A couple of years ago, Joe and Marlene Everett were 50-something empty nesters with a daughter out on her own and a son away at college.
Now, thanks to the weak economy, the Everetts are once again all living under the same roof in Woodbine.
It's a bit of a financial strain, admits Marlene Everett, but one the couple has taken on willingly to help kids who don't yet earn enough to live on their own.
"We enjoy them being here right now," the 54-year-old mother says. "This is the last time they will live at home before branching out."
More American families are finding themselves in a similar situation, according to the federal government. The number of "doubled-up households" — those that have an extra adult who is not a student or partner — rose by 2 million to 21.8 million from spring 2007 to 2011, the Census Bureau reported last week. More than half of this doubling-up came from so-called "boomerang" children — offspring ages 25 to 34 who have moved back home to live with mom and/or dad.
It's only natural for parents to want to help a child regain financial footing. And if that adult child helps with bills that a parent struggles to make, the setup could be mutually beneficial.
But before parents lay out the welcome mat, the family should discuss how long the arrangement will last and what contribution the child will make to the household. Otherwise, parents could be taking on a huge financial burden at a time they should be focused on preparing for retirement.
The weak job market gets much of the blame for young adults returning to the nest.
The unemployment rate for 25-to-34-year-olds is now 9.5 percent, up from 4.6 percent four years ago. It's even worse for younger job seekers, reaching 14.8 percent for 20-to-24-year-olds and 10.2 percent for 25-to-29-year-olds.
Another reason some 20-somethings are staying home longer is that they now need advanced degrees to land positions that used to require far less education, according to Fred Amrein, a financial adviser in Wynnewood, Pa.
But financial planners say some young adults cling to the higher standard of living parents can provide.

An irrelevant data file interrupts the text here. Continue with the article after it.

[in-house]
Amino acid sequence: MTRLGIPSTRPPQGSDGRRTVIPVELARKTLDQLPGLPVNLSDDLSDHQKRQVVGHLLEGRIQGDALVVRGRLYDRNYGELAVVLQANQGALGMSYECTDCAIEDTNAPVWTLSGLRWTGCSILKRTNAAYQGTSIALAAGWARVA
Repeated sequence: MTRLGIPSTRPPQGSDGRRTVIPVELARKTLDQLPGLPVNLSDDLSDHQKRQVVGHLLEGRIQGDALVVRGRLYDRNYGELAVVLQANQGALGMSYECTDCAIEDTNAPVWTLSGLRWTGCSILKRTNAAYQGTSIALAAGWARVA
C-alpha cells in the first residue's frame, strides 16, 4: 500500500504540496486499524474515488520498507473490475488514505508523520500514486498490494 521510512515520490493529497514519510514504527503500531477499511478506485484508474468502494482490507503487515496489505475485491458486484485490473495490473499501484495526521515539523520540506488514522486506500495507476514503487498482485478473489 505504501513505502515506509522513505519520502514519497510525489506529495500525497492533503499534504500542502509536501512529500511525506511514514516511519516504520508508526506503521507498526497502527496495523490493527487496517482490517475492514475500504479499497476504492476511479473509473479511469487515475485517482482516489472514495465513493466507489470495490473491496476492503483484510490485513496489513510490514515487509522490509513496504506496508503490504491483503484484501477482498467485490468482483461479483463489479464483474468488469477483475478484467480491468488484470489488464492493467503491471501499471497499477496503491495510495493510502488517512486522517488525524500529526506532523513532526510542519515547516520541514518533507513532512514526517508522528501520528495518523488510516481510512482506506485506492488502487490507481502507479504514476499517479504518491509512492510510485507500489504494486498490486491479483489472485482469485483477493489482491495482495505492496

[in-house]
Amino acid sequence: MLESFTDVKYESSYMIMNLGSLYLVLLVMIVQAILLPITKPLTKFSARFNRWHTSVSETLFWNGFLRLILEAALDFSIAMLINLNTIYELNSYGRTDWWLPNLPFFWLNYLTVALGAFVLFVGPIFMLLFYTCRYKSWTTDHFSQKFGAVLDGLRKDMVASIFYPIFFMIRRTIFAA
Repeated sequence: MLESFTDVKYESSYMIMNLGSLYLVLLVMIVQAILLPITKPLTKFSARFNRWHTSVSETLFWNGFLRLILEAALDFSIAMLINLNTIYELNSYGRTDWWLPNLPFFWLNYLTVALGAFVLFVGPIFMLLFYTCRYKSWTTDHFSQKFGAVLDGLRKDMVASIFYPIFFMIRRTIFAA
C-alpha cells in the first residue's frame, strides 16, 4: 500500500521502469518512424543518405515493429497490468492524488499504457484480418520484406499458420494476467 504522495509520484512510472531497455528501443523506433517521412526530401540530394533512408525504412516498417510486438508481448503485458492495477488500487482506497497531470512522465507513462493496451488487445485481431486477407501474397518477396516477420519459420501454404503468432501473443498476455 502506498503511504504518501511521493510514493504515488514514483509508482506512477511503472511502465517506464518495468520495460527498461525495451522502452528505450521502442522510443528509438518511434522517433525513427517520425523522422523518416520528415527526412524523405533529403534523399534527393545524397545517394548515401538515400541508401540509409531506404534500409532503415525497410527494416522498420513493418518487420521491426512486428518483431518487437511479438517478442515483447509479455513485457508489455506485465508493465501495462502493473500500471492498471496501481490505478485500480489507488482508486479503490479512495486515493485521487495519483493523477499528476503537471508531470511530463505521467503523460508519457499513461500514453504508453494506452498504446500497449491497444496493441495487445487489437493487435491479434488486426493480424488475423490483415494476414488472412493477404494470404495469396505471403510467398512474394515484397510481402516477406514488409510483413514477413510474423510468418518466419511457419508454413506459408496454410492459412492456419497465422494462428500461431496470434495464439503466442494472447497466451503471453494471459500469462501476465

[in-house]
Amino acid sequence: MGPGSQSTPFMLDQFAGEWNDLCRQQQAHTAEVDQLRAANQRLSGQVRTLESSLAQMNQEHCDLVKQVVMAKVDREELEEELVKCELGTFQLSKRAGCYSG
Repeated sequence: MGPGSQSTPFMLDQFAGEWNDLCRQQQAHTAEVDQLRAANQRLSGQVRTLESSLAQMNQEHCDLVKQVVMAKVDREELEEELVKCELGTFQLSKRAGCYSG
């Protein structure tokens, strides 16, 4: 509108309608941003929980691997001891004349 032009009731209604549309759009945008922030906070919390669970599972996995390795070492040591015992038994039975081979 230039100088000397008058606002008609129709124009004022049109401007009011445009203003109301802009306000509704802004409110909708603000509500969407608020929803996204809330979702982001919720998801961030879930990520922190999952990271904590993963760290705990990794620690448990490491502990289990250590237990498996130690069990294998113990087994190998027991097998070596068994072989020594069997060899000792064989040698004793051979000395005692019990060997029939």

"It's so easy for them to move back in with their parents and maintain the lifestyle they are accustomed to without having to sacrifice going out on their own," says Douglas O. Robinson, a financial adviser in Bel Air. "They like their cars. They want that big-screen TV … and all the stuff that comes with a bigger house."
Moving back to a parent's house clearly improves young adults' finances. The poverty rate among 25-to-34-year-olds living with their parents was 8.4 percent, according to the census. But that jumps to 45.3 percent if the rate is figured solely on the child's income.
For young adults, living with parents immediately lowers expenses, says Stuart Ritter, a financial planner with Baltimore-based investment firm T. Rowe Price.
"And if you take the money that would have gone to those expenses and put it toward savings and building a foundation for your financial future, it can give you a big leg up."
For the parents, some of the big expenses — taxes and the mortgage — remain the same no matter how many people are living at home. But food, utilities and other household expenses will go up.
"You got to make sure that's not compromising your own future," Ritter warns parents.
Some planners say that's happening. A poll commissioned by the National Endowment for Financial Education in May found that 26 percent of parents with boomerang kids took on debt, 7 percent postponed retirement, and 13 percent delayed a major event such as buying a home or getting married.
"We see this problem with a lot of our clients," says Mari Adam, a financial planner in Boca Raton, Fla., who wrote about it in a recent newsletter. "Raising these issues is not easy. It's hard to do this diplomatically."
Adam broached the subject a few years ago with a widow in her 60s who was supporting two children in their 30s. The underemployed children had been living rent-free in a family-owned condo, while the mother also paid off a daughter's student loans.